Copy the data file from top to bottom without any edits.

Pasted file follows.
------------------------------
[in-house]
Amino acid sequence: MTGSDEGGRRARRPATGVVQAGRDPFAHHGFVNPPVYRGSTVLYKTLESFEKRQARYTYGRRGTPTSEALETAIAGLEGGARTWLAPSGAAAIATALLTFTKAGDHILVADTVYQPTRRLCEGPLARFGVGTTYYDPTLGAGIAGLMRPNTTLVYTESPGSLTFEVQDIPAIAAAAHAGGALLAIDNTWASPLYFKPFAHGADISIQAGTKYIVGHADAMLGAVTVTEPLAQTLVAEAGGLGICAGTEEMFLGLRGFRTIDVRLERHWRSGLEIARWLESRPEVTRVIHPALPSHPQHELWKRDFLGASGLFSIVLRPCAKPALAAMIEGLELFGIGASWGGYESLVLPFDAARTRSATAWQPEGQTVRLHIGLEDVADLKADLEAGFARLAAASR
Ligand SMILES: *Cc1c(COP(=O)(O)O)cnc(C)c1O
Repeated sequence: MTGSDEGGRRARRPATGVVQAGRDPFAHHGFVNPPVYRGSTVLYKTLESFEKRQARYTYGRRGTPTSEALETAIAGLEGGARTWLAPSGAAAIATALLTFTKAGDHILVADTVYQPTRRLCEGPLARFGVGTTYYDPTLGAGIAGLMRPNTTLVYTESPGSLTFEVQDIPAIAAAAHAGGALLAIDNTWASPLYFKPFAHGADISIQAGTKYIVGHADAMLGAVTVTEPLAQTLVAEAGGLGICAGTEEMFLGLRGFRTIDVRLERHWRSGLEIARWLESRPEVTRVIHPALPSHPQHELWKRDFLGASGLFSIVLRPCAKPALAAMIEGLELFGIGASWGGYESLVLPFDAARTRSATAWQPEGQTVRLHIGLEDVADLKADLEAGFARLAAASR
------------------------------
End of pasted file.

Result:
[in-house]
Amino acid sequence: MTGSDEGGRRARRPATGVVQAGRDPFAHHGFVNPPVYRGSTVLYKTLESFEKRQARYTYGRRGTPTSEALETAIAGLEGGARTWLAPSGAAAIATALLTFTKAGDHILVADTVYQPTRRLCEGPLARFGVGTTYYDPTLGAGIAGLMRPNTTLVYTESPGSLTFEVQDIPAIAAAAHAGGALLAIDNTWASPLYFKPFAHGADISIQAGTKYIVGHADAMLGAVTVTEPLAQTLVAEAGGLGICAGTEEMFLGLRGFRTIDVRLERHWRSGLEIARWLESRPEVTRVIHPALPSHPQHELWKRDFLGASGLFSIVLRPCAKPALAAMIEGLELFGIGASWGGYESLVLPFDAARTRSATAWQPEGQTVRLHIGLEDVADLKADLEAGFARLAAASR
Ligand SMILES: *Cc1c(COP(=O)(O)O)cnc(C)c1O
Repeated sequence: MTGSDEGGRRARRPATGVVQAGRDPFAHHGFVNPPVYRGSTVLYKTLESFEKRQARYTYGRRGTPTSEALETAIAGLEGGARTWLAPSGAAAIATALLTFTKAGDHILVADTVYQPTRRLCEGPLARFGVGTTYYDPTLGAGIAGLMRPNTTLVYTESPGSLTFEVQDIPAIAAAAHAGGALLAIDNTWASPLYFKPFAHGADISIQAGTKYIVGHADAMLGAVTVTEPLAQTLVAEAGGLGICAGTEEMFLGLRGFRTIDVRLERHWRSGLEIARWLESRPEVTRVIHPALPSHPQHELWKRDFLGASGLFSIVLRPCAKPALAAMIEGLELFGIGASWGGYESLVLPFDAARTRSATAWQPEGQTVRLHIGLEDVADLKADLEAGFARLAAASR